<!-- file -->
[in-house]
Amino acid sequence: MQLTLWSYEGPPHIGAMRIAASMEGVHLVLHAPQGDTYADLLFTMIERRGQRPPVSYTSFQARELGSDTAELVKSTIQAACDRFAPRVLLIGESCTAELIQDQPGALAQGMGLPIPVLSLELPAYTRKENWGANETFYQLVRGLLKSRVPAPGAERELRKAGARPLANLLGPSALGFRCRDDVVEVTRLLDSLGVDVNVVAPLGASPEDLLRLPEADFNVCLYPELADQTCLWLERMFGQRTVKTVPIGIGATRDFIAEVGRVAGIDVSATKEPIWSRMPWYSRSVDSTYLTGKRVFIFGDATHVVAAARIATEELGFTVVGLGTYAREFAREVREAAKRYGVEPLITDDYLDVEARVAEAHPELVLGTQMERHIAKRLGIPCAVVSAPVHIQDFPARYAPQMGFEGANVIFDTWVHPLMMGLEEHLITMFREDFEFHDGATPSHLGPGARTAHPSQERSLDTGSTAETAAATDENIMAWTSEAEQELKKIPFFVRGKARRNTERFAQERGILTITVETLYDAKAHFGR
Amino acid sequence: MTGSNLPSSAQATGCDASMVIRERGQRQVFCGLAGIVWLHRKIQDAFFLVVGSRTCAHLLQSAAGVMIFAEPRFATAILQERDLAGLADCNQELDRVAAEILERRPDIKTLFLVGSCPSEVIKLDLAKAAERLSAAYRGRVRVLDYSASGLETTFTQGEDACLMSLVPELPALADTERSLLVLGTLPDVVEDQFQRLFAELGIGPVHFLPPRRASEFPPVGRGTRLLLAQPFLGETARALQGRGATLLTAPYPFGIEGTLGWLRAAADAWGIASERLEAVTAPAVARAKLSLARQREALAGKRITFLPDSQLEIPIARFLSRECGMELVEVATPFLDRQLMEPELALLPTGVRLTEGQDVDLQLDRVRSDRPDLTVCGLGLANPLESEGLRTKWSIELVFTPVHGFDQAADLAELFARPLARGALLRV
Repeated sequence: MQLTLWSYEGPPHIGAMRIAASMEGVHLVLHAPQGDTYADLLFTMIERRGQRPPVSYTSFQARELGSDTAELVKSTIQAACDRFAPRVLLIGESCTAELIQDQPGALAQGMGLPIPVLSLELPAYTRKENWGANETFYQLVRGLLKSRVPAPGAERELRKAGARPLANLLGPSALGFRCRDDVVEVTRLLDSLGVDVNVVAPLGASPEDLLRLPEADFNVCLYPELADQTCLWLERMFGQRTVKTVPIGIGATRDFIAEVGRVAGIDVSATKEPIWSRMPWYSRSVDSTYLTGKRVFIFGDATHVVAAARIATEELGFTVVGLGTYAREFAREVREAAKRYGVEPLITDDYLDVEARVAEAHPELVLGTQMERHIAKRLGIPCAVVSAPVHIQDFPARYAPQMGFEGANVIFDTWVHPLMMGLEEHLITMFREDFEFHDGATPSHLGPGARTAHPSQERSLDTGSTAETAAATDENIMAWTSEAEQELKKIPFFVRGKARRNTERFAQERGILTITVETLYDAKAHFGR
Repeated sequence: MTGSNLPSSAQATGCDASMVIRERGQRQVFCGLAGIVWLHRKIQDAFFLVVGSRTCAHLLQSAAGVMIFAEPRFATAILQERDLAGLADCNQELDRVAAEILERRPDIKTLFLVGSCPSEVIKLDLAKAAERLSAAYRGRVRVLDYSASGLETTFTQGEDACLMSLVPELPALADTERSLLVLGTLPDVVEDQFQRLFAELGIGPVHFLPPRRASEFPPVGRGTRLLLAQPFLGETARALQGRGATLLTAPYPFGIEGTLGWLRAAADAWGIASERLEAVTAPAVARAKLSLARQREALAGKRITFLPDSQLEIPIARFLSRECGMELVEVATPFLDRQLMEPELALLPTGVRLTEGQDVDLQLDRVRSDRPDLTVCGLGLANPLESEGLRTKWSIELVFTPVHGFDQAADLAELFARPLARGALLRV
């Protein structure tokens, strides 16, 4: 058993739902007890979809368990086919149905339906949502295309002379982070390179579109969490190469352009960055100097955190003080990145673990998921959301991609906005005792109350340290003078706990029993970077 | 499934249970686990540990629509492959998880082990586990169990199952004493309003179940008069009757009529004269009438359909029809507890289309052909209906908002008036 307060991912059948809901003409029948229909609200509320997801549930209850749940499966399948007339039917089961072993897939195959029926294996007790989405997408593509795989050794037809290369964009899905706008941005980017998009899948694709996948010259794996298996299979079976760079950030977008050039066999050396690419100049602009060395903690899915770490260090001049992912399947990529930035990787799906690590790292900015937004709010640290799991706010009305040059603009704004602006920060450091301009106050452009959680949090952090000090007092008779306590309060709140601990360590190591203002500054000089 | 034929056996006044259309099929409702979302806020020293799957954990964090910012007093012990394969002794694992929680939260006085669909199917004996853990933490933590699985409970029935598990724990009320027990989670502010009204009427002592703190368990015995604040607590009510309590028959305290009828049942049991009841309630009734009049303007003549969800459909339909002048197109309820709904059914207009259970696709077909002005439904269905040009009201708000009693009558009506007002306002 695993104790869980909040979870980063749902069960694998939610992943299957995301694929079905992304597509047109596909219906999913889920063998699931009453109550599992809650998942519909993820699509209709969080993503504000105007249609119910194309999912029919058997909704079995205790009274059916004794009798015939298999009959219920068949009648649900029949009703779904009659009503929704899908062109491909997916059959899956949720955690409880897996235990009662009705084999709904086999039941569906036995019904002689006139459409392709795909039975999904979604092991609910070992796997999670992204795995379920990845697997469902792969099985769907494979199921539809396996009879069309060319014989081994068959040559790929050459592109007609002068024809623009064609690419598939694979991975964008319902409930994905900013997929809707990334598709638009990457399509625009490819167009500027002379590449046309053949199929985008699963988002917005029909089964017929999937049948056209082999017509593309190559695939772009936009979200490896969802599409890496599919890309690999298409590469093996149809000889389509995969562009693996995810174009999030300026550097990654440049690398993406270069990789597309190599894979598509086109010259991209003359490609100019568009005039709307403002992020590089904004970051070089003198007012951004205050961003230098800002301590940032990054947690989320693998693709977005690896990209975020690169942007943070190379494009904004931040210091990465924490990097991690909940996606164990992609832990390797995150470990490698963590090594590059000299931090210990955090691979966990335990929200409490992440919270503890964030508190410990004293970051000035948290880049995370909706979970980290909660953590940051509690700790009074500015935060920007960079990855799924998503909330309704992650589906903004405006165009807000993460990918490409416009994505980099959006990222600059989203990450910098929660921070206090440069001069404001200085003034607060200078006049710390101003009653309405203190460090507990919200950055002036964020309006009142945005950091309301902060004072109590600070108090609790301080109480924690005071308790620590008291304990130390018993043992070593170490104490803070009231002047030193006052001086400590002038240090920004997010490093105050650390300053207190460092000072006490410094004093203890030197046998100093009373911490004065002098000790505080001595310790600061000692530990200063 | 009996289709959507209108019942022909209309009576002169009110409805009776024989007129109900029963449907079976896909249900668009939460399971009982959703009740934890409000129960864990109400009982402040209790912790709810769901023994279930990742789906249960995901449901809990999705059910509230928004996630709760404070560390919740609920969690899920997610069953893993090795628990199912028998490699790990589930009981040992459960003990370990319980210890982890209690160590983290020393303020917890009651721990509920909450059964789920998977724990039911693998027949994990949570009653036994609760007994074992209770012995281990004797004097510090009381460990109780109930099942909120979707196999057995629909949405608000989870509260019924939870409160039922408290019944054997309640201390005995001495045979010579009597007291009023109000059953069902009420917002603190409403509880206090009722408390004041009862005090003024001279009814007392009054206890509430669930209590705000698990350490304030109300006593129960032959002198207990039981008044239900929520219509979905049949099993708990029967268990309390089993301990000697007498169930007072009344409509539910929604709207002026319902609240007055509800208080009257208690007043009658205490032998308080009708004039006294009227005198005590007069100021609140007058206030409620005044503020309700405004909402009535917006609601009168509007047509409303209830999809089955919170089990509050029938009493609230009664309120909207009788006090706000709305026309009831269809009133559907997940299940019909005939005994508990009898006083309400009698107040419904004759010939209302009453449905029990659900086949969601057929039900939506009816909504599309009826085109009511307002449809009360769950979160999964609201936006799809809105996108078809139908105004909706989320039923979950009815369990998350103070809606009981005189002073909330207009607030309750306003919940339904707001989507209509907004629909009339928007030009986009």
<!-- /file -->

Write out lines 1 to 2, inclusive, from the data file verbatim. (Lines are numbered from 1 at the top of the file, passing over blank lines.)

[in-house]
Amino acid sequence: MQLTLWSYEGPPHIGAMRIAASMEGVHLVLHAPQGDTYADLLFTMIERRGQRPPVSYTSFQARELGSDTAELVKSTIQAACDRFAPRVLLIGESCTAELIQDQPGALAQGMGLPIPVLSLELPAYTRKENWGANETFYQLVRGLLKSRVPAPGAERELRKAGARPLANLLGPSALGFRCRDDVVEVTRLLDSLGVDVNVVAPLGASPEDLLRLPEADFNVCLYPELADQTCLWLERMFGQRTVKTVPIGIGATRDFIAEVGRVAGIDVSATKEPIWSRMPWYSRSVDSTYLTGKRVFIFGDATHVVAAARIATEELGFTVVGLGTYAREFAREVREAAKRYGVEPLITDDYLDVEARVAEAHPELVLGTQMERHIAKRLGIPCAVVSAPVHIQDFPARYAPQMGFEGANVIFDTWVHPLMMGLEEHLITMFREDFEFHDGATPSHLGPGARTAHPSQERSLDTGSTAETAAATDENIMAWTSEAEQELKKIPFFVRGKARRNTERFAQERGILTITVETLYDAKAHFGR